In this context, Abe’s postponement of his India visit due to unrest in the northeastern Indian state of Assam could only have pleased Beijing. A Modi-Abe summit in the Assamese capital of Guwahati, followed by the two leaders’ visit to a new peace museum in Manipur state that commemorates the Battle of Imphal between the Imperial Japanese Army and Allied forces during World War II, would have highlighted northeast India’s role as the bridge to the rest of Asia.

The Assam violence, although short-lived, will make already-wary Japanese companies more reluctant to invest in India’s remote northeast — to the delight of China, which doesn’t want any foreign investment or even multilateral lending going there. China actually claims an entire northeastern Indian state — Arunachal Pradesh, which is almost three times larger than Taiwan.

With private Japanese investors averse to taking risks, Japan must provide greater Official Development Assistance (ODA) loans in order to finance socioeconomic projects in India’s northeast. India, however, is already Japan’s largest ODA recipient. Japan has the distinction of being the only foreign power that has been allowed to undertake projects in India’s sensitive northeast, as well as in that country’s strategic Andaman and Nicobar Islands.

Against this background, an Indo-Pacific concert of democracies isn’t on the horizon. But if democratic powers leverage their bilateral and trilateral partnerships to generate progress toward such a concert of democracies, the vision of a free and open Indo-Pacific may be achievable in the years ahead.

Longtime Japan Times contributor Brahma Chellaneyis a geostrategist and the author of nine books, including the award-winning “Water: Asia’s New Battleground.”

© The Japan Times, 2019.

The Illusion of a Rules-Based Global Order

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BRAHMA CHELLANEYProject Syndicate

International law today is powerful against the powerless, and powerless against the powerful. As long as this is true, a rules-based global order will remain a fig leaf for the forcible pursuit of national interests.

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When the Cold War ended, many pundits anticipated a new era in which geo-economics would determine geopolitics. As economic integration progressed, they predicted, the rules-based order would take root globally. Countries would comply with international law or incur high costs.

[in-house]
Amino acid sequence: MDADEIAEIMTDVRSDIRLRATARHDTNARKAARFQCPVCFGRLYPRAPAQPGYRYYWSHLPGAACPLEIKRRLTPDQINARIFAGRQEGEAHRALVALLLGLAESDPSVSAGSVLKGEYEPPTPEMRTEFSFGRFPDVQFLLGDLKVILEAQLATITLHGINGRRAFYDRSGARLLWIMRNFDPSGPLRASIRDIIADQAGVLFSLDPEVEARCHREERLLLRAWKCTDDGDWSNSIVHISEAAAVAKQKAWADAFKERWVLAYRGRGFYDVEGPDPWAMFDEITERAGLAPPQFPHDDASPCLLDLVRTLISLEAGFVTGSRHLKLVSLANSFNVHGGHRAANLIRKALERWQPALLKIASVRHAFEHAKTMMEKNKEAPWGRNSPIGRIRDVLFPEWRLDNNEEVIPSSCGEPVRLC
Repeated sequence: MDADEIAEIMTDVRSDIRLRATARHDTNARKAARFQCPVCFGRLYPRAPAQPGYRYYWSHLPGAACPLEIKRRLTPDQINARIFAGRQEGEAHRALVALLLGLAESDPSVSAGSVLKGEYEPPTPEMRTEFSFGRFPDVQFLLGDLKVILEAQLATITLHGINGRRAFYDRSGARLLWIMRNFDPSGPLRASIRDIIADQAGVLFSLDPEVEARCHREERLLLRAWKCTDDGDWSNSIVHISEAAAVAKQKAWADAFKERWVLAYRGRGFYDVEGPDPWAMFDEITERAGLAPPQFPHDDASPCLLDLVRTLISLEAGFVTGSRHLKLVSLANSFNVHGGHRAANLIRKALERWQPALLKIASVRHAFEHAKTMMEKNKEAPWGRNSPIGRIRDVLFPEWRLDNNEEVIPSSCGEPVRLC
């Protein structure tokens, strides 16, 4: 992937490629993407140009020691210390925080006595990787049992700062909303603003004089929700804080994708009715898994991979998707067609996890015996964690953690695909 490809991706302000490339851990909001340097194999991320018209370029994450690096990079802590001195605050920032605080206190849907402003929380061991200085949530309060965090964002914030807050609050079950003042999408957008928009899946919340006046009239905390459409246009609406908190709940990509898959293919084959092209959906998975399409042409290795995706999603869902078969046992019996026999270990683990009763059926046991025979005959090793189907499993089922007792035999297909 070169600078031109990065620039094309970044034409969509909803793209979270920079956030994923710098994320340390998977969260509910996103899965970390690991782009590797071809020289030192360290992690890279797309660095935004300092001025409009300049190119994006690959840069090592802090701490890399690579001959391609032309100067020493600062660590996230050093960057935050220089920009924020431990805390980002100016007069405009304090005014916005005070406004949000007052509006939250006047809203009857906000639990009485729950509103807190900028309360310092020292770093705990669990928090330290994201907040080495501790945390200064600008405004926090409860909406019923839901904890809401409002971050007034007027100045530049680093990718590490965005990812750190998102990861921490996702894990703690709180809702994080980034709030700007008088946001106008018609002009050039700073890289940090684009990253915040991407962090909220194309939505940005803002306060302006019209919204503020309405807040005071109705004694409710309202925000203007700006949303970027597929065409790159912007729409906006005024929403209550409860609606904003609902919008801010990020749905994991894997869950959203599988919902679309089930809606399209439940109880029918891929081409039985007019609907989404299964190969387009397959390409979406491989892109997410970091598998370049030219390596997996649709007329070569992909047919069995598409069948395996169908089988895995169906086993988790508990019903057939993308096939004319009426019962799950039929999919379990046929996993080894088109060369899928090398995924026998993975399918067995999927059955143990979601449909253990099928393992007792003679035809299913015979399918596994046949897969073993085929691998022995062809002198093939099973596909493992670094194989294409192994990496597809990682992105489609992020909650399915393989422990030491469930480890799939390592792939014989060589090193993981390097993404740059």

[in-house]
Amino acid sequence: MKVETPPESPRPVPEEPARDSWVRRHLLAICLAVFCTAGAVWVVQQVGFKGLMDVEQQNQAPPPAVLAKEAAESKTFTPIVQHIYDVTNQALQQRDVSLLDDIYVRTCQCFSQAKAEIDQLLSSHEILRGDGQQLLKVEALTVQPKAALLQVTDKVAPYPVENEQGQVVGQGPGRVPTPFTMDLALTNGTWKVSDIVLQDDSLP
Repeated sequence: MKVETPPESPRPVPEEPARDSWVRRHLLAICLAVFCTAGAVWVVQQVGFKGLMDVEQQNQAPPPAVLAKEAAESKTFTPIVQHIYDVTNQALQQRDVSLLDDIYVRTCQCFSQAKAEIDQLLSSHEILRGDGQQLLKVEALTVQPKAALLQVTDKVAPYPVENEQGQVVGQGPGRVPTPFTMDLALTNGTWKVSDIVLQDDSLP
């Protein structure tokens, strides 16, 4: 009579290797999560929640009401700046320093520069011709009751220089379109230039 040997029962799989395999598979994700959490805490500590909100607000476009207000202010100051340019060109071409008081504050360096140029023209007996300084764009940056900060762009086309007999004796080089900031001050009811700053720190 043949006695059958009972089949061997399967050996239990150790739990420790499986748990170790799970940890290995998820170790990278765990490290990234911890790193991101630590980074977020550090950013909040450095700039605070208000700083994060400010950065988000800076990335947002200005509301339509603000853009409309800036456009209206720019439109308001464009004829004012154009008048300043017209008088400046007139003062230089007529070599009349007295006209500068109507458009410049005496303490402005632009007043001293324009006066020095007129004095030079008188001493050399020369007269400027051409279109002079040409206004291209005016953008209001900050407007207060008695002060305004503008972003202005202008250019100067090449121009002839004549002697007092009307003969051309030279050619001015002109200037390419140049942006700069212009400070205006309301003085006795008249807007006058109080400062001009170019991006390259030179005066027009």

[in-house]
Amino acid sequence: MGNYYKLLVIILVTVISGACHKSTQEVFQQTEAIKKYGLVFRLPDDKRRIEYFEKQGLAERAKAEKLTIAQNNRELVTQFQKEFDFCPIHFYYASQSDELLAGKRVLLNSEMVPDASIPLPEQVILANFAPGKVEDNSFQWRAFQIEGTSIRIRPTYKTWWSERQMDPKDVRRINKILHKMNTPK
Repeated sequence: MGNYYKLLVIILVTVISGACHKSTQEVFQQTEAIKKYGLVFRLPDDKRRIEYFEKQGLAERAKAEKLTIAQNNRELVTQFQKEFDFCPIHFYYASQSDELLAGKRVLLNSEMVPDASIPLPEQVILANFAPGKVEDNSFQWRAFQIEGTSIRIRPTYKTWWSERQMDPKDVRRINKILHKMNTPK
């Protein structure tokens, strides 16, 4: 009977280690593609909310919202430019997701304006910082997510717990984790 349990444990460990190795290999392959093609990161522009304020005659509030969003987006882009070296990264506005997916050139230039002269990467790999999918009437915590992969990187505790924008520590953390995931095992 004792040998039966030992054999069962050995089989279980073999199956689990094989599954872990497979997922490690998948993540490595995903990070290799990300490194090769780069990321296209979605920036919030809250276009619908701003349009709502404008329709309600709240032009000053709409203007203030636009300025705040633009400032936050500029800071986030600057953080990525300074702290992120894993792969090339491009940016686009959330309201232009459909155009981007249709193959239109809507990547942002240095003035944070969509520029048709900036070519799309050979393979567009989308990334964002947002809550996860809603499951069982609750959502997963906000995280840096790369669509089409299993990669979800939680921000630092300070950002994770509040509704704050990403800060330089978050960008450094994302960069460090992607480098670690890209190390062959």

Today, such optimism looks more than a little naive. Even as the international legal system has ostensibly grown increasingly robust – underpinned, for example, by United Nations conventions, global accords like the 2015 Paris climate agreement, and the International Criminal Court – the rule of force has continued to trump the rule of law. Perhaps no country has taken more advantage of this state of affairs than China.

Consider China’s  in the Mekong River, which flows from the Chinese-controlled Tibetan Plateau to the South China Sea, through Myanmar, Laos, Thailand, Cambodia, and Vietnam. By building 11 mega-dams near the border of the Tibetan Plateau, just before the river crosses into Southeast Asia, China has irreparably damaged the river system and wreaked broader environmental havoc, including saltwater intrusion in the Mekong Delta that has caused the delta to retreat.

Today, the Mekong is running at its lowest level in 100 years, and droughts are intensifying in downriver countries. This gives China powerful leverage over its neighbors. And yet China has faced no consequences for its weaponization of the Mekong’s waters. It should thus be no surprise that the country is building or planning at least eight more mega-dams on the Mekong.

China’s actions in the South China Sea may be even more brazen. This month marks the sixth anniversary of the country’s launch of a massive land-reclamation program in the highly strategic corridor, which connects the Indian and Pacific oceans. By constructing and militarizing artificial islands, China has  the region’s geopolitical map without firing a shot – or incurring any international costs.

To be sure, in July 2016, an international arbitral tribunal set up by the Permanent Court of Arbitration (PCA) in The Hague ruled that China’s territorial claims in the South China Sea lacked legitimacy under international law. But China’s leaders simply disregarded the ruling, calling it a “farce.” Unless something changes, the United States-led plan to establish a “free and open Indo-Pacific” will remain little more than a paper vision.